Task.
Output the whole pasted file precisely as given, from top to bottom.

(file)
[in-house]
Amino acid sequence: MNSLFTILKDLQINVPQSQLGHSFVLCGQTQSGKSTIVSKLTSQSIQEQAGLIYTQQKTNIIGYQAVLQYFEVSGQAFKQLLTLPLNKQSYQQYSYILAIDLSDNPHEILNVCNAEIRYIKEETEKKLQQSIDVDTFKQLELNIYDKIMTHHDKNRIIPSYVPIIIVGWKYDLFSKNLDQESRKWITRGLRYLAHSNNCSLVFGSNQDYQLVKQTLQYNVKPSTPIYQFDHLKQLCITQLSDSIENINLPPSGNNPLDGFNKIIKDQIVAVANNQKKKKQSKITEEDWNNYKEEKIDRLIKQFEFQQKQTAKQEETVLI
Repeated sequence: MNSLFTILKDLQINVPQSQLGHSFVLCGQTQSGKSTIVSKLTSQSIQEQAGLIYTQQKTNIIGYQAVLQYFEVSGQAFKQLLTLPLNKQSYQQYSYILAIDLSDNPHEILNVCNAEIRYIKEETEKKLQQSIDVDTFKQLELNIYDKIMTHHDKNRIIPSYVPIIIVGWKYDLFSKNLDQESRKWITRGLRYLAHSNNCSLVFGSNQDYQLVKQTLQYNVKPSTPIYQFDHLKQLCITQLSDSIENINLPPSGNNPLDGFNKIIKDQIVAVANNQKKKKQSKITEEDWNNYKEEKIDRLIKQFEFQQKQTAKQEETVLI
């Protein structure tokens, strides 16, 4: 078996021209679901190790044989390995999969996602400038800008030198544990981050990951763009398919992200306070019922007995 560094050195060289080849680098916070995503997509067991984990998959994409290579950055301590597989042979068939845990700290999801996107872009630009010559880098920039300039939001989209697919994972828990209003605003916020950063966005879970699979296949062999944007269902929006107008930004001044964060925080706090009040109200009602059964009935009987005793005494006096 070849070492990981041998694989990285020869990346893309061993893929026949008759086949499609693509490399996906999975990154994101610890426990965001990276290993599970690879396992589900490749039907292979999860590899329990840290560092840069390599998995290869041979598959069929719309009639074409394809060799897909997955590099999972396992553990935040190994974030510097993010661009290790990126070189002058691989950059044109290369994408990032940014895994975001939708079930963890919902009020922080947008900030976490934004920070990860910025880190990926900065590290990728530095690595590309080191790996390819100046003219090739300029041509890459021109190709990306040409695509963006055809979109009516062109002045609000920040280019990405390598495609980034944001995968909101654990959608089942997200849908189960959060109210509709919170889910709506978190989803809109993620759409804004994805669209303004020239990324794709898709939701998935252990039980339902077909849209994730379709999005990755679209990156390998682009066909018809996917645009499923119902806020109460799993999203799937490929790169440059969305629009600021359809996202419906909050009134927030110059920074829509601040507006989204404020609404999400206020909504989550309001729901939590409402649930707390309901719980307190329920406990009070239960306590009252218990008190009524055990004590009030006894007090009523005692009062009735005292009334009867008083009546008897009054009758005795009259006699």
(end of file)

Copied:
[in-house]
Amino acid sequence: MNSLFTILKDLQINVPQSQLGHSFVLCGQTQSGKSTIVSKLTSQSIQEQAGLIYTQQKTNIIGYQAVLQYFEVSGQAFKQLLTLPLNKQSYQQYSYILAIDLSDNPHEILNVCNAEIRYIKEETEKKLQQSIDVDTFKQLELNIYDKIMTHHDKNRIIPSYVPIIIVGWKYDLFSKNLDQESRKWITRGLRYLAHSNNCSLVFGSNQDYQLVKQTLQYNVKPSTPIYQFDHLKQLCITQLSDSIENINLPPSGNNPLDGFNKIIKDQIVAVANNQKKKKQSKITEEDWNNYKEEKIDRLIKQFEFQQKQTAKQEETVLI
Repeated sequence: MNSLFTILKDLQINVPQSQLGHSFVLCGQTQSGKSTIVSKLTSQSIQEQAGLIYTQQKTNIIGYQAVLQYFEVSGQAFKQLLTLPLNKQSYQQYSYILAIDLSDNPHEILNVCNAEIRYIKEETEKKLQQSIDVDTFKQLELNIYDKIMTHHDKNRIIPSYVPIIIVGWKYDLFSKNLDQESRKWITRGLRYLAHSNNCSLVFGSNQDYQLVKQTLQYNVKPSTPIYQFDHLKQLCITQLSDSIENINLPPSGNNPLDGFNKIIKDQIVAVANNQKKKKQSKITEEDWNNYKEEKIDRLIKQFEFQQKQTAKQEETVLI
């Protein structure tokens, strides 16, 4: 078996021209679901190790044989390995999969996602400038800008030198544990981050990951763009398919992200306070019922007995 560094050195060289080849680098916070995503997509067991984990998959994409290579950055301590597989042979068939845990700290999801996107872009630009010559880098920039300039939001989209697919994972828990209003605003916020950063966005879970699979296949062999944007269902929006107008930004001044964060925080706090009040109200009602059964009935009987005793005494006096 070849070492990981041998694989990285020869990346893309061993893929026949008759086949499609693509490399996906999975990154994101610890426990965001990276290993599970690879396992589900490749039907292979999860590899329990840290560092840069390599998995290869041979598959069929719309009639074409394809060799897909997955590099999972396992553990935040190994974030510097993010661009290790990126070189002058691989950059044109290369994408990032940014895994975001939708079930963890919902009020922080947008900030976490934004920070990860910025880190990926900065590290990728530095690595590309080191790996390819100046003219090739300029041509890459021109190709990306040409695509963006055809979109009516062109002045609000920040280019990405390598495609980034944001995968909101654990959608089942997200849908189960959060109210509709919170889910709506978190989803809109993620759409804004994805669209303004020239990324794709898709939701998935252990039980339902077909849209994730379709999005990755679209990156390998682009066909018809996917645009499923119902806020109460799993999203799937490929790169440059969305629009600021359809996202419906909050009134927030110059920074829509601040507006989204404020609404999400206020909504989550309001729901939590409402649930707390309901719980307190329920406990009070239960306590009252218990008190009524055990004590009030006894007090009523005692009062009735005292009334009867008083009546008897009054009758005795009259006699």